Re: TECHWR-L Digest - 10 Jan 1995 to 11 Jan 1995

Subject: Re: TECHWR-L Digest - 10 Jan 1995 to 11 Jan 1995
From: PJ Rose <PJRose -at- EWORLD -dot- COM>
Date: Fri, 13 Jan 1995 13:50:47 PST

As the one who originally gave the going tech writer rates in the Northeast
as "$30-$75/hour," I really need to add that the high end isn't really for
"straight" tech writing, per se. I'm working in the instrumentation and
control system industry, and the people that I've heard about getting
$75/hour are PhD engineering types, retired or semi-retired, and considered
to be experts in their field. You'll find these guys working as consultants
for engineering firms (and certain vendors). Looking back, I guess that my
information was misleading, but I was trying to represent the whole gamut.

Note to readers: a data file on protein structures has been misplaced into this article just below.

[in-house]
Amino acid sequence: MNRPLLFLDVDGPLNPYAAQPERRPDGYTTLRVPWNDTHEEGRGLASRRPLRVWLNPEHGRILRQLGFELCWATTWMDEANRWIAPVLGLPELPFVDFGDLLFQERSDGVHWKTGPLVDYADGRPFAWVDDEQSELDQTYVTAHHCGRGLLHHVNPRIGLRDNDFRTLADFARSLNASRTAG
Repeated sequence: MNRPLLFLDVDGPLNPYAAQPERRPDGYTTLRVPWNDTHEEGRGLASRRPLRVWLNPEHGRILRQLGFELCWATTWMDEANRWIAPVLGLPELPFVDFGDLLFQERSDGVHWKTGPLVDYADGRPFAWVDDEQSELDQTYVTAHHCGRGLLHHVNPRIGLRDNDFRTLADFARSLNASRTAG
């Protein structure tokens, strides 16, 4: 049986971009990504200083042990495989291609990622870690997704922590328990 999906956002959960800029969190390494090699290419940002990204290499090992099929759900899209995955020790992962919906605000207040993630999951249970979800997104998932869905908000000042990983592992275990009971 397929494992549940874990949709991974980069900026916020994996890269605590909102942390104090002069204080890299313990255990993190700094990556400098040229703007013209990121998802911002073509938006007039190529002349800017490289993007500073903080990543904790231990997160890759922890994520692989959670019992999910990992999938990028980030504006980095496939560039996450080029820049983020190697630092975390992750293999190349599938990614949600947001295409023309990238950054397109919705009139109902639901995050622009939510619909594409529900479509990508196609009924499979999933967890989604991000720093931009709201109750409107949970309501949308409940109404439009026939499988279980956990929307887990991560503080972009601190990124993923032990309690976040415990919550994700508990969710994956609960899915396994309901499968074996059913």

The numbers that people have been throwing around in this thread (i.e., in
the $30s) is pretty representative. I've seen higher, but as I said (er, I
*think* I said: I didn't save it) in my previous post, this would be for
short-term (under 100 hours) work.

I haven't done any work for big contracting houses, but I have done a little
subcontract work (on a hand shake) for another consultant. The rate that we
agreed on was very close to what I am currently getting from the same client
on a direct contract. There was a difference of 8% between the rate for 1099
vs. W-2 compensation, though. (I prefer the 1099 route: I find that handling
estimated tax payments isn't really all that bad.)

I've now seen info on the software and aerospace industries: does anyone else
out there have some experience in other fields?

PJ Rose
Technical Writer
Winterport, Maine
pjrose -at- eworld -dot- com
pjrose -at- aol -dot- com
73511 -dot- 2163 -at- compuserve -dot- com


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